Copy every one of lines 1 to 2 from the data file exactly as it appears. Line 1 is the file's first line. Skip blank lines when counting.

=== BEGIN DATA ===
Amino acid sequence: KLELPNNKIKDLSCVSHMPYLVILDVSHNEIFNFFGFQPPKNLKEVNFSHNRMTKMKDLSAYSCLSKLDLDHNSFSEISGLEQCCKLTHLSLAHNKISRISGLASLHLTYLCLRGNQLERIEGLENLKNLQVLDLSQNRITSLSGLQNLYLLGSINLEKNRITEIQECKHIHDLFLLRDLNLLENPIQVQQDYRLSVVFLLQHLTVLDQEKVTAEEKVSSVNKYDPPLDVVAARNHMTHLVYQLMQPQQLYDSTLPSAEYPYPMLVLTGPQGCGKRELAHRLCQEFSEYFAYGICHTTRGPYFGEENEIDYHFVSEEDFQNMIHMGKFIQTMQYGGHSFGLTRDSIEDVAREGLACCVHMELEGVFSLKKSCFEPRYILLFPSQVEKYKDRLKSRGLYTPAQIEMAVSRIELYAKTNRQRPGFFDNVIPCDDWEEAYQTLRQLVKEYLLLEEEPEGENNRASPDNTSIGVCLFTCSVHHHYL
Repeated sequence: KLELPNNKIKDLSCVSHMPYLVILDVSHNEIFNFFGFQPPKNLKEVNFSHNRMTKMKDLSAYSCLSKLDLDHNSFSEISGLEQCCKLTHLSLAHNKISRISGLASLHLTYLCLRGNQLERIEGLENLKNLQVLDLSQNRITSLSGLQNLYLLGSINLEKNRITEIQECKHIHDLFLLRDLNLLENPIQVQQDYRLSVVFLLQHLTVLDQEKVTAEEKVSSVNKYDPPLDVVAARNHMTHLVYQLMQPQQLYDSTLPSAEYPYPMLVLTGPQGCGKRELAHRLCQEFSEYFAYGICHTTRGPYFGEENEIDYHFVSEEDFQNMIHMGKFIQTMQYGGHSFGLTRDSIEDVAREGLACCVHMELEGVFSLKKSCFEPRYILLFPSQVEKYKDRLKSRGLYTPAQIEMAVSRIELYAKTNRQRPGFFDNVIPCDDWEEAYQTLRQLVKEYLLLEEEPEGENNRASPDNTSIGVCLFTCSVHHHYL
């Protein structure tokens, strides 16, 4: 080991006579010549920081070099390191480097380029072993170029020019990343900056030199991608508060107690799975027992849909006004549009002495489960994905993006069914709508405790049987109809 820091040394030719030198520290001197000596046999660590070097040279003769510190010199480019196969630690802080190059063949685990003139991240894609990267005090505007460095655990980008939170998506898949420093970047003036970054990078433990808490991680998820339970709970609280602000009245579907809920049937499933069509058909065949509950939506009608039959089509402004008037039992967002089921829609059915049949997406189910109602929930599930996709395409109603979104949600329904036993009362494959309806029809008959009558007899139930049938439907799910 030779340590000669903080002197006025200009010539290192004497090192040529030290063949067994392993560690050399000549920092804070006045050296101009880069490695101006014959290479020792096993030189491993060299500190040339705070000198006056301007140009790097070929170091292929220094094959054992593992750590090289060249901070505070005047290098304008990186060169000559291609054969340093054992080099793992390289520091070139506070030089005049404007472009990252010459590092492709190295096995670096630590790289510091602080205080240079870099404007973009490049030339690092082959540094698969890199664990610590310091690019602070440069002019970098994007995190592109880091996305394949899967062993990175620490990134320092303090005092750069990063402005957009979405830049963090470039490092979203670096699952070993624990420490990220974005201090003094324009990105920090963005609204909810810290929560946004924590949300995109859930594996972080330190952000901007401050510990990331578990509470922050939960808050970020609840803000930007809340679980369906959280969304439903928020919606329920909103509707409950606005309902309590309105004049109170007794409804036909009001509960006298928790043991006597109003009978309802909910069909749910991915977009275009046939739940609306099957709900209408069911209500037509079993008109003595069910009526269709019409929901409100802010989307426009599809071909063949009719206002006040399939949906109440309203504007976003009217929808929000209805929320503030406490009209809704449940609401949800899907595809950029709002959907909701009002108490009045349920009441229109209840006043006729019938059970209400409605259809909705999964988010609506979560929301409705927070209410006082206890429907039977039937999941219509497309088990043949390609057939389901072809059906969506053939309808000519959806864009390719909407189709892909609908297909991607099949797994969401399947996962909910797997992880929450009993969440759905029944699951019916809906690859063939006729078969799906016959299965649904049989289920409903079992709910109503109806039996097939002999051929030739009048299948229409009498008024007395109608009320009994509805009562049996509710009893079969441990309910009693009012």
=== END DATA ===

Amino acid sequence: KLELPNNKIKDLSCVSHMPYLVILDVSHNEIFNFFGFQPPKNLKEVNFSHNRMTKMKDLSAYSCLSKLDLDHNSFSEISGLEQCCKLTHLSLAHNKISRISGLASLHLTYLCLRGNQLERIEGLENLKNLQVLDLSQNRITSLSGLQNLYLLGSINLEKNRITEIQECKHIHDLFLLRDLNLLENPIQVQQDYRLSVVFLLQHLTVLDQEKVTAEEKVSSVNKYDPPLDVVAARNHMTHLVYQLMQPQQLYDSTLPSAEYPYPMLVLTGPQGCGKRELAHRLCQEFSEYFAYGICHTTRGPYFGEENEIDYHFVSEEDFQNMIHMGKFIQTMQYGGHSFGLTRDSIEDVAREGLACCVHMELEGVFSLKKSCFEPRYILLFPSQVEKYKDRLKSRGLYTPAQIEMAVSRIELYAKTNRQRPGFFDNVIPCDDWEEAYQTLRQLVKEYLLLEEEPEGENNRASPDNTSIGVCLFTCSVHHHYL
Repeated sequence: KLELPNNKIKDLSCVSHMPYLVILDVSHNEIFNFFGFQPPKNLKEVNFSHNRMTKMKDLSAYSCLSKLDLDHNSFSEISGLEQCCKLTHLSLAHNKISRISGLASLHLTYLCLRGNQLERIEGLENLKNLQVLDLSQNRITSLSGLQNLYLLGSINLEKNRITEIQECKHIHDLFLLRDLNLLENPIQVQQDYRLSVVFLLQHLTVLDQEKVTAEEKVSSVNKYDPPLDVVAARNHMTHLVYQLMQPQQLYDSTLPSAEYPYPMLVLTGPQGCGKRELAHRLCQEFSEYFAYGICHTTRGPYFGEENEIDYHFVSEEDFQNMIHMGKFIQTMQYGGHSFGLTRDSIEDVAREGLACCVHMELEGVFSLKKSCFEPRYILLFPSQVEKYKDRLKSRGLYTPAQIEMAVSRIELYAKTNRQRPGFFDNVIPCDDWEEAYQTLRQLVKEYLLLEEEPEGENNRASPDNTSIGVCLFTCSVHHHYL